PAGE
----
However, if you combine data dedupe and data reduction, you have a combination that really hits the sweet spot. If you do not run full backups every week and cut out the old stale data, you can reduce your load on a weekly basis by 70-80 percent. If you then dedupe your data, you can cut that in half again and shrink that weekly footprint down to 80-90 percent less than what you have today.

In 2013, you will see more press and more functionality around the "total package" of data reduction and data dedupe and how it can provide not only a boost in performance, but also a great ROI.

Complexity is the new simplicity

VMware and other virtual technologies have made many IT chores a lot simpler. Bringing up a new server or cloning a server can take seconds. But, let's not gloss over the fact that it makes things more complex in other ways. Managing the virtual disk, virtual tape, virtual servers, virtual applications and all of the interdependencies is not easy. Factor in the fact that VMware makes it easy for servers to come and go and you have a recipe for complexity and scope creep. 

That begs the question of how to manage all of those relationships and the data created by all the different parts of the virtual vapor. In 2013, you will see more vendors speaking of VMware management that is application, network and device aware. You will see products that help you manage the data and track the application and servers it belongs too.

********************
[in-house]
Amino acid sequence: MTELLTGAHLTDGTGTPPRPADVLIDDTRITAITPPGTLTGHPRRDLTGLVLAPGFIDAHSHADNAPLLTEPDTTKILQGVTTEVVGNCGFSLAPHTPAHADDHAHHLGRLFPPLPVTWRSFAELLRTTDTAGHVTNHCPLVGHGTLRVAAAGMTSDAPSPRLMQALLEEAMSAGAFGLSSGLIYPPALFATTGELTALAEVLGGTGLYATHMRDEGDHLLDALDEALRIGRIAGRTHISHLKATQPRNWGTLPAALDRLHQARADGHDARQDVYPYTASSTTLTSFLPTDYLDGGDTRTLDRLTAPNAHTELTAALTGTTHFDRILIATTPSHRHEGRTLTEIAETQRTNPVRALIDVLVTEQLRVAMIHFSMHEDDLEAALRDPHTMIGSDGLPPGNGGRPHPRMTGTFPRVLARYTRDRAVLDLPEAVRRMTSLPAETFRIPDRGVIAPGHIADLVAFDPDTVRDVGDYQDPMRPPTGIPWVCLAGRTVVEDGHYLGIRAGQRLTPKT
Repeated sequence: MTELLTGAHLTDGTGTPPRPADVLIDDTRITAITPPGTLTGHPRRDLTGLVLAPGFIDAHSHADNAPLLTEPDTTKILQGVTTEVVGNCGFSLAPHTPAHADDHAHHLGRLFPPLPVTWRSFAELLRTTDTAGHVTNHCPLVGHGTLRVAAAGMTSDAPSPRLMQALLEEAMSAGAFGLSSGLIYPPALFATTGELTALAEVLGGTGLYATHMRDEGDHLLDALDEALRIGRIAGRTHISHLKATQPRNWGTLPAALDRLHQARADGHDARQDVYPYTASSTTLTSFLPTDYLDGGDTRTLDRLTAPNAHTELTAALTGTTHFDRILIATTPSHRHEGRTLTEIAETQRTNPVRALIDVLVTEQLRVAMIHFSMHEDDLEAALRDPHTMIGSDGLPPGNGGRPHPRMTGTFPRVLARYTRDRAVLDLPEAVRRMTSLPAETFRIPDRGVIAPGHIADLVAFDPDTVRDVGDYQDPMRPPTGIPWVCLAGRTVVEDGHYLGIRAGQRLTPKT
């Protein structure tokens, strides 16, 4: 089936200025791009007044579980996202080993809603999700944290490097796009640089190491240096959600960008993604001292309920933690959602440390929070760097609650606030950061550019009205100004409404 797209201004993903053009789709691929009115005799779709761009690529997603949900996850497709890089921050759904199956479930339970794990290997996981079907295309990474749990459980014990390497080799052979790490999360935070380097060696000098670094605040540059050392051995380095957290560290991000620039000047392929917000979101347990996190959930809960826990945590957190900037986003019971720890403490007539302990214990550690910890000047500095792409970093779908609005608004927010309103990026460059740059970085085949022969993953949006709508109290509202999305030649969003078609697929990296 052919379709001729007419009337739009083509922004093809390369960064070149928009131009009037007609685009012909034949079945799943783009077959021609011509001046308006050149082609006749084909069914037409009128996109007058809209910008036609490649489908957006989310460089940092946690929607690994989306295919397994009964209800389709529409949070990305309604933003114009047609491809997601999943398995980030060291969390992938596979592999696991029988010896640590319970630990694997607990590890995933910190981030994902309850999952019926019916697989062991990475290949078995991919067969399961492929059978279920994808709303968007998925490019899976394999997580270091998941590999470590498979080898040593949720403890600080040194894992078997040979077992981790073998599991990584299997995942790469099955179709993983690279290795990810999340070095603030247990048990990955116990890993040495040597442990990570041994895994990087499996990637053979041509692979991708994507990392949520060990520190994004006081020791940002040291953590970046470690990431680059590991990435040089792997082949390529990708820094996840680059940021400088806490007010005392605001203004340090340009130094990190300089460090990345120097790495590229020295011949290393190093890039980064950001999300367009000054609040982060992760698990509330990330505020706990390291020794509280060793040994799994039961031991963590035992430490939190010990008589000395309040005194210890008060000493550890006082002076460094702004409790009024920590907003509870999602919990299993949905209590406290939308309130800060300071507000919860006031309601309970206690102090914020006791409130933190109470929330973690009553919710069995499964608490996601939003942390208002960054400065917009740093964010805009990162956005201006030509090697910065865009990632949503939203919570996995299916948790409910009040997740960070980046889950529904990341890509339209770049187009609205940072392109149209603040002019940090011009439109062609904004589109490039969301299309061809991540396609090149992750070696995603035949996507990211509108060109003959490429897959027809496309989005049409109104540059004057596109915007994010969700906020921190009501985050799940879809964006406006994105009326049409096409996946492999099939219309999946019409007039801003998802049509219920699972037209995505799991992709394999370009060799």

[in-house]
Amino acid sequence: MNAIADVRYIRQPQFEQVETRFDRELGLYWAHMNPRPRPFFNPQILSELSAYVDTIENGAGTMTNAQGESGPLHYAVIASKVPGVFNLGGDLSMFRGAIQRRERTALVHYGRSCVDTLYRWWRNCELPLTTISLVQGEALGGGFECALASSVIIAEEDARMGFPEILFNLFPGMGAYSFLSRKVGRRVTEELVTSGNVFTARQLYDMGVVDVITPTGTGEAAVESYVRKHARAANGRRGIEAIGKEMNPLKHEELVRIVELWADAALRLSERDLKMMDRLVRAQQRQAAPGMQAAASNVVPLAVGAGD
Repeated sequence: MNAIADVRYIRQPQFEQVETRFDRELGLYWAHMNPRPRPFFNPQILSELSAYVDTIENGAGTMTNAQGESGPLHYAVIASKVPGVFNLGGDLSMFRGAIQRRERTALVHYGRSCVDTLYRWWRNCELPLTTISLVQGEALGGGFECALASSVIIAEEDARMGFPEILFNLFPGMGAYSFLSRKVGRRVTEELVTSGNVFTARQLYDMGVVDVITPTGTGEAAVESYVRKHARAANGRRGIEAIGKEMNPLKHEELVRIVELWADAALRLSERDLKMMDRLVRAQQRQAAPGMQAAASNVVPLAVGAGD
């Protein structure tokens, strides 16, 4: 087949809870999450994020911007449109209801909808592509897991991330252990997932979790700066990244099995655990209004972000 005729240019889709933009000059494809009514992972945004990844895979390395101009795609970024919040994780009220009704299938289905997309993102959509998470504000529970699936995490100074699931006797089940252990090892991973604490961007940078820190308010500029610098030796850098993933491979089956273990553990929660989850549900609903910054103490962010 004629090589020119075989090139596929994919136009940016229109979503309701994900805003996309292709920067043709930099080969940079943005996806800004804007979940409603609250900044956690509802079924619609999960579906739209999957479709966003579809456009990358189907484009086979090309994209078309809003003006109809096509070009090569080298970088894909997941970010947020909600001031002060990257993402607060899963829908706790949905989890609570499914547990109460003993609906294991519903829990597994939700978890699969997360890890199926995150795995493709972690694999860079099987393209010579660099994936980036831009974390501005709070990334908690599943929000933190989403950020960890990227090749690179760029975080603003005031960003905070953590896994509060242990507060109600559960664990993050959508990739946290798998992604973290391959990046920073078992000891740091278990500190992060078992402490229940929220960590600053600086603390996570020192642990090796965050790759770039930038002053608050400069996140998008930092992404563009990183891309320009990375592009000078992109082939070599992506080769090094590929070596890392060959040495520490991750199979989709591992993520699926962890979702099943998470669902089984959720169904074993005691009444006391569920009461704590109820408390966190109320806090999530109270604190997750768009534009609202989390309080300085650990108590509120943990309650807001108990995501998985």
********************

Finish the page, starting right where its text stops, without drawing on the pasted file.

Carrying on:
Backup appliance of the future

With all of the items above, you have to wonder what the future looks like for backup and recovery. Well, the past is the past, but it is by no means dead. You will still see traditional backup and recovery of physical systems and virtual systems, but there will be a migration of functionality to include more of the flexibility that the virtual vapor supports. For example, managing the data reduction in the virtual environment, managing the data flow from physical server to virtual server and having production backup and recovery happen to a server that is just an image that can be moved from one environment to another.

You will be able to purchase backup and recovery as a virtual system. You will not need to purchase hardware, but have the ability to download an image that is pre-installed, pre-configured and ready to go. You download it, bring up the system and boom, it's ready to go.

You will no longer be married to the physical infrastructure. 

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About the Author

Jarrett Potts, director of strategic marketing for STORServer, a leading provider of proven data backup solutions for the mid-market. Before joining the STORServer team, Potts spent the past 15 years working in various capacities for IBM, including Tivoli Storage Manager marketing and technical sales. He has been the evangelist for the TSM family of products since 2000. His breadth of experience includes administering IT systems, including desktop support, small networks, backbone infrastructure, storage management and remote access for corporations and ISPs. www.storserver.com

Published Monday, November 05, 2012 6:37 AM by David Marshall
Comments
STORServer: 2013 Predictions for Backup of the Virtual Vapor « VT News - (Author's Link) - November 5, 2012 9:25 AM
2013 Predictions for Backup of the Virtual Vapor - STORServer Data Protection Appliances - #1 Backup Appliance Solution - STORServer Data Protection Appliances – #1 Backup Appliance Solution - (Author's Link) - January 2, 2013 8:11 PM